In a story in today’s NY Times sports section, “No Good-Conduct Medal for Ugly Americans” by Selena Roberts (which the Times is hiding behind its annoying TimesSelect pay-to-read screen), a description of the Olympic ideal (“The Olympics are the one event where the type of self-absorbed behavior that is tolerated and even celebrated in the mainstream is taboo…”) is followed by the sentence “But how can anyone demand Diva Interruptis?”
In the first place, there is no Latin word “interruptis” [or rather, none that fits in this grammatical slot; as commentator Justin points out, it is the plural dative-ablative form of interruptus]; what Roberts meant to write was interruptus. In the second place, interruptus is a masculine form and diva is feminine; the phrase, if you insisted on using what seems to me a construction too silly even for the sports page, would be diva interrupta. But this is not about the illiteracy of sports reporters (though there is much to be said on that topic); it would be unfair and certainly unrealistic to expect the average American, even the average American reporter, to know Latin adjectival declension or the proper spelling of Latin borrowings. That’s what editors are for, which is what this is about. The editing of even the front section has gotten sloppier and sloppier, but it’s as if they don’t consider the sports section worth bothering with at all. Sports reporters can babble whatever gibberish pops into their heads, and the staff on 43rd Street merrily tosses it into the paper as is. I can imagine some copyeditor glancing at “Diva Interruptis” and thinking “That’s not right, is it? But who cares—it’s just sports!” Meanwhile, Grantland Rice and Red Smith toss restlessly in their graves.


  1. michael farris says

    The best option as an English blend would be diva interruptus, much funnier than the correct but lifeless diva interrupta. Just my opinion.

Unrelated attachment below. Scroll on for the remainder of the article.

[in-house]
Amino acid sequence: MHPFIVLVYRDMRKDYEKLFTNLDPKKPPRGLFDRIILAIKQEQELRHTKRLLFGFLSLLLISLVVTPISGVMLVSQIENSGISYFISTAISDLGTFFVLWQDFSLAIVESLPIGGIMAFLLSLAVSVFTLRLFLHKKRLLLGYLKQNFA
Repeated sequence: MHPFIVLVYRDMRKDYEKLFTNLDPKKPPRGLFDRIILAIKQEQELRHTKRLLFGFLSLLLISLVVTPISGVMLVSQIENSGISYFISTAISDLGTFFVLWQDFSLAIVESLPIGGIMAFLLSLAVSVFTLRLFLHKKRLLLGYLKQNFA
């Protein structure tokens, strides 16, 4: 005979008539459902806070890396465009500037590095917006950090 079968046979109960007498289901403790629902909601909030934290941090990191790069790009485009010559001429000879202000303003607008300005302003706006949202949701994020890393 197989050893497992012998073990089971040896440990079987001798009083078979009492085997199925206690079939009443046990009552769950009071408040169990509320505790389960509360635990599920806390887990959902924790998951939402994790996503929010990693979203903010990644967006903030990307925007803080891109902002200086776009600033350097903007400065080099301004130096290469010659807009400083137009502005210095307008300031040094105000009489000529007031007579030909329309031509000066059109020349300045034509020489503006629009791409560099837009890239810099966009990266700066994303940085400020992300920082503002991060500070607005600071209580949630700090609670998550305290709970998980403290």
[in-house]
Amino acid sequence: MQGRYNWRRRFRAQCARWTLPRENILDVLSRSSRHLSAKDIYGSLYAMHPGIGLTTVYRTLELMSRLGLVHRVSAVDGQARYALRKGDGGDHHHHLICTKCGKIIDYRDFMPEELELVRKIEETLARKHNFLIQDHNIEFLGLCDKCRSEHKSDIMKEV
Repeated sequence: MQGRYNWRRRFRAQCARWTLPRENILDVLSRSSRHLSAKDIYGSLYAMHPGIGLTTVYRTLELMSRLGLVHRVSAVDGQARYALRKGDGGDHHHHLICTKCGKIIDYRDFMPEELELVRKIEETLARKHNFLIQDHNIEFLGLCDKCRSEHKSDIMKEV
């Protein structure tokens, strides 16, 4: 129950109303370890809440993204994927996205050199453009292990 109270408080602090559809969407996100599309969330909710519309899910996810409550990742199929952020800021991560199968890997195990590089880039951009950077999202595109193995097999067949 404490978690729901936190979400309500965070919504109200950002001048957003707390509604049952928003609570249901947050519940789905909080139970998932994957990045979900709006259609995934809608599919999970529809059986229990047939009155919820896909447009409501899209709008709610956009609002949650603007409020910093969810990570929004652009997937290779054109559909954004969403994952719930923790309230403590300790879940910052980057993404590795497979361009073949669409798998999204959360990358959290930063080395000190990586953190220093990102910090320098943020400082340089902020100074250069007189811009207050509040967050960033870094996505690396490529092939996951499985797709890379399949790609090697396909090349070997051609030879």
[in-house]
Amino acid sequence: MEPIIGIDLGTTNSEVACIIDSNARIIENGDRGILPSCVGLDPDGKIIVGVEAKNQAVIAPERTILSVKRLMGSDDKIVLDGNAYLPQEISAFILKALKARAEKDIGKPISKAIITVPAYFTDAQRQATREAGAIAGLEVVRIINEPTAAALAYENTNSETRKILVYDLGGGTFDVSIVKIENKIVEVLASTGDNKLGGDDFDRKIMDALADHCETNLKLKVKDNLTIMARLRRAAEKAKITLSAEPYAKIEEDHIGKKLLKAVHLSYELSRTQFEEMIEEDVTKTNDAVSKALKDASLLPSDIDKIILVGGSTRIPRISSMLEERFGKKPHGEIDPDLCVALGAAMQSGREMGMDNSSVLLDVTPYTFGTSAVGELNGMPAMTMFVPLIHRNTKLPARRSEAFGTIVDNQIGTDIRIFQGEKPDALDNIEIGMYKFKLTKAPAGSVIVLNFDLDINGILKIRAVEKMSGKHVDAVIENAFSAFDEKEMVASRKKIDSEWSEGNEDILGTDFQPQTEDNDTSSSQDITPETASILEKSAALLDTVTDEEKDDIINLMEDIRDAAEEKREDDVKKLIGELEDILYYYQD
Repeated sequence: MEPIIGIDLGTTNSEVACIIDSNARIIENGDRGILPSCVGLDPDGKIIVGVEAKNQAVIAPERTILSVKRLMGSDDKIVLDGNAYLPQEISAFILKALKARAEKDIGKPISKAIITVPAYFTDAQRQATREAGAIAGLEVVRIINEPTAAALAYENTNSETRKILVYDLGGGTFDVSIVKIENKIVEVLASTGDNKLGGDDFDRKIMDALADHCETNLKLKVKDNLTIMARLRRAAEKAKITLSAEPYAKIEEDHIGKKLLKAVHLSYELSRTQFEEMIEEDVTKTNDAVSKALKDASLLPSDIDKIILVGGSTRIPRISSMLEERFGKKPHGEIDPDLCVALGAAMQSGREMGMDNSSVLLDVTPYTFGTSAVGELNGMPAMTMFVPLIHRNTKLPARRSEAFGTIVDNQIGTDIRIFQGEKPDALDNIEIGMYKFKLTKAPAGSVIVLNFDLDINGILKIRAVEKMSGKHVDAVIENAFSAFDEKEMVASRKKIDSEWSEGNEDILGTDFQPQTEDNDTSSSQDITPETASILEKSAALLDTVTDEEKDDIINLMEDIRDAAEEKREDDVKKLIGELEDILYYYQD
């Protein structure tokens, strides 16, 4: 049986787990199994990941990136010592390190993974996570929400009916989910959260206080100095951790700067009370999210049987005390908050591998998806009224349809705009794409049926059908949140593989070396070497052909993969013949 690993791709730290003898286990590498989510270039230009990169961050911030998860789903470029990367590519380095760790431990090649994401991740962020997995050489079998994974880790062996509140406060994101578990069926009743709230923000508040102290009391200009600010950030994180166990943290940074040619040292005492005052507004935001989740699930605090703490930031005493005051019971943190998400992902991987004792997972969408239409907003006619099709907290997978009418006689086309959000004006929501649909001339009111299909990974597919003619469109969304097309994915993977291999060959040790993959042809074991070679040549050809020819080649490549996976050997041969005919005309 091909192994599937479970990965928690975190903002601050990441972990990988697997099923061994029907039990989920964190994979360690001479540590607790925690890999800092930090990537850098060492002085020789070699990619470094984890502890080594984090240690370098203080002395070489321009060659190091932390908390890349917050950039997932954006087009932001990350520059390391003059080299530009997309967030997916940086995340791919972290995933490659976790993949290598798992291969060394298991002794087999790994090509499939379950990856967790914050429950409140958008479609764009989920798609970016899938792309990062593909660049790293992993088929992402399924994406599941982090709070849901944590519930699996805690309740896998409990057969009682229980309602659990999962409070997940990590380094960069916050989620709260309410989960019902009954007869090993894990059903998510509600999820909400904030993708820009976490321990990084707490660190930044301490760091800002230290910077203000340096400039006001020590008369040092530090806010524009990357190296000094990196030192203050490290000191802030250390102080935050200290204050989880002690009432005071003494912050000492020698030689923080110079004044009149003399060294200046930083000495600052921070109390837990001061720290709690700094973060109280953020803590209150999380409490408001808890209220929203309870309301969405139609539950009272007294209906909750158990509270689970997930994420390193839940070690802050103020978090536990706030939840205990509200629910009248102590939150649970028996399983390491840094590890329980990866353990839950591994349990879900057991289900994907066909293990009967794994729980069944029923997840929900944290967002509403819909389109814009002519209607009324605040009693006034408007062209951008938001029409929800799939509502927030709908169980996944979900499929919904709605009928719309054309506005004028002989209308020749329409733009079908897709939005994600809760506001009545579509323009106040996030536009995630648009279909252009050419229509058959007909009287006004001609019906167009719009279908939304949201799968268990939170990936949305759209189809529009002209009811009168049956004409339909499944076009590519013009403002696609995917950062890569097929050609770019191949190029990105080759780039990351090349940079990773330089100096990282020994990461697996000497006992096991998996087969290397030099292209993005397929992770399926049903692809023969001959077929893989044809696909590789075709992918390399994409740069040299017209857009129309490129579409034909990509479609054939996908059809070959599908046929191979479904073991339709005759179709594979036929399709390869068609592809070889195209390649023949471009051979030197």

2. I think the editor had in mind *Girl, Interrupted*.

  3. I think Tatyana has something there (though I’d say it was the author rather than the editor). In that case, “Diva, Interrupted” might not have been bad.

  4. Nitpick: interruptis is a word, just not in the lexical form. I suppose that means we could criticize diva interruptis. This of course makes the lack of agreement more complicated: diva is feminine nominative or ablative singular, interruptis is any gender, dative or ablative, plural. So they may well agree in gender afterall 😉
    Or maybe this is that Greek feminine -is suffix. Yeah, that’s it!

  5. Oops — right you are! I’ll emend the entry accordingly. My indignation overwhelmed my Latinity…

  6. O tempora, o mores!

  7. I wonder if in the author’s mind there might not have been some interference with the phrase “coitus interruptus.” I can’t think of any other common phrase used in English where the word interruptus is used.

  8. Of course, I think everyone on this thread realized this except me. Which means I just pointed out the obvious. E for effort?

  9. Of course diva interruptus could be appropriate for some Olympians.

  10. On the other hand Yogi Berra would be vindicated, or delighted, or something.

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